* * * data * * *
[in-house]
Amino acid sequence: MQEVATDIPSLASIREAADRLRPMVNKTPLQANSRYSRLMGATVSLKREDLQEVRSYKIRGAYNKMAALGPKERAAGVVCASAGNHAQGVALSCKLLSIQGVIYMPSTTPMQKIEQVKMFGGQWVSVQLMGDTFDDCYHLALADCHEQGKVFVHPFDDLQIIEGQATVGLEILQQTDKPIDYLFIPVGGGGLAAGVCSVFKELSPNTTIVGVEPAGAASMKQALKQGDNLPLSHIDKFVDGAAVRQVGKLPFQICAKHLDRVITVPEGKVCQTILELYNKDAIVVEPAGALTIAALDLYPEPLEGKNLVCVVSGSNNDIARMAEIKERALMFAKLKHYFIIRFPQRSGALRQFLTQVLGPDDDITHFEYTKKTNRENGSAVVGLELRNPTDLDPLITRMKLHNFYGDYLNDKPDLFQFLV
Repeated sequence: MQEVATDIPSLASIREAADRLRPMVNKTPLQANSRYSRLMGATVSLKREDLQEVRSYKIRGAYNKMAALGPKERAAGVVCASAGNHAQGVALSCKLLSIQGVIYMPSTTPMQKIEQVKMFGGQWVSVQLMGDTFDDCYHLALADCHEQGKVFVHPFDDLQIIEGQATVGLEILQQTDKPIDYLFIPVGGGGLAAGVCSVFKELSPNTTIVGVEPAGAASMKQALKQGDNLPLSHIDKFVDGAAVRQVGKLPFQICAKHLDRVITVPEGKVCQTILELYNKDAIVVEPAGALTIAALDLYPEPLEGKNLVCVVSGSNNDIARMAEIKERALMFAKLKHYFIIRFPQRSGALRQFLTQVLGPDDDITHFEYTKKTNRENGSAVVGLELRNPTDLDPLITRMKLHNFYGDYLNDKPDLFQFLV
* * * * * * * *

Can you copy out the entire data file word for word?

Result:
[in-house]
Amino acid sequence: MQEVATDIPSLASIREAADRLRPMVNKTPLQANSRYSRLMGATVSLKREDLQEVRSYKIRGAYNKMAALGPKERAAGVVCASAGNHAQGVALSCKLLSIQGVIYMPSTTPMQKIEQVKMFGGQWVSVQLMGDTFDDCYHLALADCHEQGKVFVHPFDDLQIIEGQATVGLEILQQTDKPIDYLFIPVGGGGLAAGVCSVFKELSPNTTIVGVEPAGAASMKQALKQGDNLPLSHIDKFVDGAAVRQVGKLPFQICAKHLDRVITVPEGKVCQTILELYNKDAIVVEPAGALTIAALDLYPEPLEGKNLVCVVSGSNNDIARMAEIKERALMFAKLKHYFIIRFPQRSGALRQFLTQVLGPDDDITHFEYTKKTNRENGSAVVGLELRNPTDLDPLITRMKLHNFYGDYLNDKPDLFQFLV
Repeated sequence: MQEVATDIPSLASIREAADRLRPMVNKTPLQANSRYSRLMGATVSLKREDLQEVRSYKIRGAYNKMAALGPKERAAGVVCASAGNHAQGVALSCKLLSIQGVIYMPSTTPMQKIEQVKMFGGQWVSVQLMGDTFDDCYHLALADCHEQGKVFVHPFDDLQIIEGQATVGLEILQQTDKPIDYLFIPVGGGGLAAGVCSVFKELSPNTTIVGVEPAGAASMKQALKQGDNLPLSHIDKFVDGAAVRQVGKLPFQICAKHLDRVITVPEGKVCQTILELYNKDAIVVEPAGALTIAALDLYPEPLEGKNLVCVVSGSNNDIARMAEIKERALMFAKLKHYFIIRFPQRSGALRQFLTQVLGPDDDITHFEYTKKTNRENGSAVVGLELRNPTDLDPLITRMKLHNFYGDYLNDKPDLFQFLV